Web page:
Introduction

The National Council for Palliative Care’s minimum dataset report (MDS) for 2014/15 indicates that the number of patients being referred and seen with non-cancer diagnoses has doubled in 7 years. Community palliative care teams enable 81% of patients under their care to die at home in comparison with the national average for this year of 48%. Length of care is reducing year on year and was 85 days on average in 2014/15.


Back to Overview of palliative medicine services

31/12/2018

Recommendations for services

Per population of 250,000 the minimum requirement is for five whole-time equivalent (WTE) community specialist palliative care nurses.

Joint working between hospital and community is essential for good community services for patients and medical posts should be integrated across settings.

Seven day and 24-hour generic and expert palliative care services are critical to enable patients to remain in the community by meeting out-of-hours palliative care crises and avoiding carer breakdown. They should be provided as routine in all areas. The distress of uncontrolled pain and other symptoms cannot be left until normal working hours. The APM and RCP have produced recommendations for 7-day specialist palliative care services.

Shared records and access to comprehensive and robust data is essential in order to be able to deliver outcomes that matter to the person and to measure the extent to which they are being achieved.

Education and training for colleagues in the community is a key role for consultants in palliative medicine and community nurse specialists. All localities and professions should have a framework for education and training in end-of-life care.


Back to Overview of palliative medicine services

31/12/2018

Rapid access to social care

Most patients prefer to have their care at home. Palliative care for patients at home is led by GPs and community nurses. Expert input, when required, is provided by community specialist palliative care teams made up of clinical nurse specialists with clinical leadership provided by consultants in palliative medicine. These expert teams are usually advisory rather than providing hands-on care although this will vary between localities. In many cases there will be shared care with GP colleagues. Access to palliative care is through referral by the GP, a hospital team or sometimes at the request of the patient and family. In the last days of life at home, this may be supplemented by hands-on care from carers provided by social services or Marie Curie (or equivalent) nurses. Some localities offer hospice at home services. These vary in what they deliver and can range from a rapid response service to provision of hands-on care in the home over a sustained period.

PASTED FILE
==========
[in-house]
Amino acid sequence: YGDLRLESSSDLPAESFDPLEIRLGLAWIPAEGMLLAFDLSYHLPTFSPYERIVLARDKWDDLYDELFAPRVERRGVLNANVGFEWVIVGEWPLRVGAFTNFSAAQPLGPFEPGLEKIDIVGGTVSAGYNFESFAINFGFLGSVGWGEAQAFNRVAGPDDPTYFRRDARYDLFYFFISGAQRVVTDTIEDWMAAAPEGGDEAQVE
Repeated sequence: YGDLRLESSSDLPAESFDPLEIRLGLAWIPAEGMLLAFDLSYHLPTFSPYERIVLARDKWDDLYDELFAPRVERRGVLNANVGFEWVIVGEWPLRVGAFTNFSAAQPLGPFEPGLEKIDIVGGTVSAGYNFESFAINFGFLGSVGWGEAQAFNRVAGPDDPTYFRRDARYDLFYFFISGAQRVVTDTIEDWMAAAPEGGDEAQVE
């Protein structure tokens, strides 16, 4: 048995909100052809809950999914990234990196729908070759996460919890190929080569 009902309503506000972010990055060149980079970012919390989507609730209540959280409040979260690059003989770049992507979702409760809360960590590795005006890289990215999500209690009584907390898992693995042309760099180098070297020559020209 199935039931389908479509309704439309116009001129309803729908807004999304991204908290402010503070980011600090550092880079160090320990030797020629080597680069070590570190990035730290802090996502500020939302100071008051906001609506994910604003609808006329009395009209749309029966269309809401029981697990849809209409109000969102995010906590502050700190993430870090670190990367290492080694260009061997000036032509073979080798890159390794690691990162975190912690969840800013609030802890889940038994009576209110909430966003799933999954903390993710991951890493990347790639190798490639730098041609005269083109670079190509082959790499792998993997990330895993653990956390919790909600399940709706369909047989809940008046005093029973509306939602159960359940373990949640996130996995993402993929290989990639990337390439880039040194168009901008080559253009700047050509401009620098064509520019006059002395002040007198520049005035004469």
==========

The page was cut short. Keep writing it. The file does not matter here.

Palliative care is well used to delivering and influencing services in acute hospitals and community settings. Professionals are skilled in the delivery of integrated care and are able to bridge the gap between care settings which strengthens the continuity of care so important to patients and families. This integration helps to support quicker and more effective discharge from hospitals and reduce unplanned admissions. From within an acute setting, palliative care teams will facilitate earlier discharges from hospital to home. 

Palliative care input provides expertise in difficult clinical situations encountered by the patient, family or attending professionals, such that hospital admission may be avoided. In some localities this is augmented by hospice at home services. 

Consultant-led comprehensive community-based palliative care services, which through close integration with the GP and district nursing teams, achieve a proactive rather than reactive model of support to the patient and family where problems are anticipated, reduce the risk of crises and unplanned hospital admission. This may include MDT working where the palliative care nurse joins primary care team discussions of patients on palliative and end-of-life care registers; referrals triggered by discharge from a local acute trust rather than awaiting for urgent referrals; support for intravenous infusions and drainage of effusions at home. Examples such as the Macmillan Midhurst model (opens PDF, 2.3MB) have offered innovative 7-day services that support people effectively at home.


Back to Overview of palliative medicine services

31/12/2018